A few hours later, when a modicum of sanity had returned, I pondered the day’s drama over a healthy serving of pasta à la crème, effectively doubling the aforementioned dimples.  Why is it that when I try to envision the best possible “me,” it’s always someone else?  How futile and demeaning.  And why is it that no amount of improvement in my appearance seems to be able to move my self-image dial out of the “rhinoceros” zone and somewhere closer to—I don’t know—Drew Carey?  Oh, there HAVE been improvements since my decade long, teenage “homely phase,” but those don’t seem to matter.  They say one’s self-esteem is established before the age of 16, and I tend to believe that’s true.  I also believe that the image we have of our physical selves colors the way we evaluate everything else about our lives, including our impact on the world around us.

Someone like me trying to be inspirational on this topic is a bit like Michael Jackson lecturing on masculinity, but I feel the need to make just this one declaration, if only for my own sake: my best “me” is not and cannot be someone else.  My best body cannot be Beyoncé’s.  My best talent cannot be Meryl Streep’s.  My best influence cannot be Mother Teresa’s.  My best legacy cannot be Billy Graham’s.  Just as I cannot measure my physical appearance against standards that are not scientifically achievable for someone with my particular collection of genes, so must I not evaluate my impact as a teacher, mentor and all-round human being by holding myself up in comparison with others who, simply put, are not me.  Yet I tend to do that–to demean what I have contributed to this world by declaring it insignificant in comparison to what others have done.

Oprah is not someone I feel comfortable quoting, considering that her brand of “Christianity” could more aptly be called Budd-hind-uslim’ism, but I believe it is she who made the phrase “Be your best you” popular, perhaps unwittingly speaking biblical truth.  At first glance, it is trite and t-shirt worthy.  But it is also the goal to which we all should aspire… and could aspire if we reclaimed the time we waste wishing we were someone else and invested it instead in more noble pursuits!  With Picture Day behind me for at least two more years, I find myself aspiring to be an improved person by the time it comes around again.  To be a better me—not a better someone-else.  To retire my inner rhinoceros and begin to make peace with the freckled, pale, not skinny and not-Sandra-Bullock person I truly am.  To give and teach and inspire and learn and grow to the best of my abilities and strengths.  Wishing I were someone else?  A waste of mental and emotional energy.  Beginning to make small improvements to the person God made me to be?  Eternally worthwhile.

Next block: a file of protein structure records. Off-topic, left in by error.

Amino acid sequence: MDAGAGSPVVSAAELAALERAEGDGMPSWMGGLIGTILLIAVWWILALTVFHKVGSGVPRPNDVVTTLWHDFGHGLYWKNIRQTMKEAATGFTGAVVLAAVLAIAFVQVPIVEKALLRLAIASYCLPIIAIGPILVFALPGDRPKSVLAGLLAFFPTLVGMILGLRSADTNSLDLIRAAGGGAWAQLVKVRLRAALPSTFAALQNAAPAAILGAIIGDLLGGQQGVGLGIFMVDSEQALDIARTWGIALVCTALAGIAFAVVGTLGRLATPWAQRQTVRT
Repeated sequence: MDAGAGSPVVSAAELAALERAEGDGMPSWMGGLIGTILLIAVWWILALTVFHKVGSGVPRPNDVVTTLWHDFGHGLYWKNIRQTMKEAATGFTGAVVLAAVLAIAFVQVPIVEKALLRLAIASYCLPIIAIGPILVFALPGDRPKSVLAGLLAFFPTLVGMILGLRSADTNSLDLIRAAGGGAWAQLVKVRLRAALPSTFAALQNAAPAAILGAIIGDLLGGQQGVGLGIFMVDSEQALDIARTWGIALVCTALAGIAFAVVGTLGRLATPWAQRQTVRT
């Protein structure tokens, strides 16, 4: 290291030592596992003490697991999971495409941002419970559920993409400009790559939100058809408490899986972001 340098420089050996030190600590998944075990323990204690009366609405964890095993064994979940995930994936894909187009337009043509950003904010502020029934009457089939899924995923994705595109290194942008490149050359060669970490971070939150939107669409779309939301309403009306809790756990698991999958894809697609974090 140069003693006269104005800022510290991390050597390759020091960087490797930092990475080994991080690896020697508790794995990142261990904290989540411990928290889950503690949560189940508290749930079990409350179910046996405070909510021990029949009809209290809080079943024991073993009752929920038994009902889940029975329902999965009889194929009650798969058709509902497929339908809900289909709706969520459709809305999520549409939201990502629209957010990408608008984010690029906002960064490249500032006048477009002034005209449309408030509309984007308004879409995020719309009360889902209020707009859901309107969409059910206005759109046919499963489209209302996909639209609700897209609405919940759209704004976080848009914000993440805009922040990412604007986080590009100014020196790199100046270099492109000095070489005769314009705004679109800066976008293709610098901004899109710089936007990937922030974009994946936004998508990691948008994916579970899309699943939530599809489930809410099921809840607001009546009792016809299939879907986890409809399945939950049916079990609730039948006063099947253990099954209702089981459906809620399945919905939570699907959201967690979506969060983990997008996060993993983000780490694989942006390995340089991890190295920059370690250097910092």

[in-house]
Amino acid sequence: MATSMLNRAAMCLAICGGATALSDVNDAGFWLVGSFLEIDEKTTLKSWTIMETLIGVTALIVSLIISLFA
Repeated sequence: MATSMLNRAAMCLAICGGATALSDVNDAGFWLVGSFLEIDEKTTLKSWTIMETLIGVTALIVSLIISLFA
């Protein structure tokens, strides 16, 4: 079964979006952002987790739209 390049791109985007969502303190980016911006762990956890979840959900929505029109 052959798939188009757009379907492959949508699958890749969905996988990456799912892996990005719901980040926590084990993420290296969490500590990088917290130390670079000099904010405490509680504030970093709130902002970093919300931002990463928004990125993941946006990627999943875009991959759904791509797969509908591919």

Spread the word: it’s safe for rabbits to exit their burrows and birds to begin singing again.  And please—no sympathy notes.  No heartfelt declarations about my “pretty” eyes or “shiny” hair or “winsome” smile, all code for “a face made for radio.”  This blog entry was not a long-winded ploy to extract compliments from cyber-stalkers and friends!  It was merely an exercise in brutal honesty.  Consider yourselves unwitting participants in a virtual session of Michèle’s Group Therapy!

Comments

Comments(4)

    • journalingjunkie13

    • 12 years ago

    You’re lookin’ good to me—-but I so-o-o understand your thought process—-I’m always saying, “It’s so hard to me.” — guess that’s because the real me doesn’t live up to my unrealistic expectations of self—-the me I wannabe.

    • fda_andy

    • 12 years ago

    Michele, you were describing me right up until the “pastry chef” part. Alas.
    It’s good that you know the world does not need another Sandra Bullock. Besides, her married life is (was?) nothing to be envied.
    All the best!
    Andy

    • fda_andy

    • 12 years ago

    PS–I see no similarities at all with the rhino.

  1. Your best body, talent, influence or legacy cannot be any of the ones you listed, but as the best you have to offer they can be at least as useful and valuable to God and your fellow humans, because you, unlike the rhino, are made in the image of God.
    Greetings from Vienna!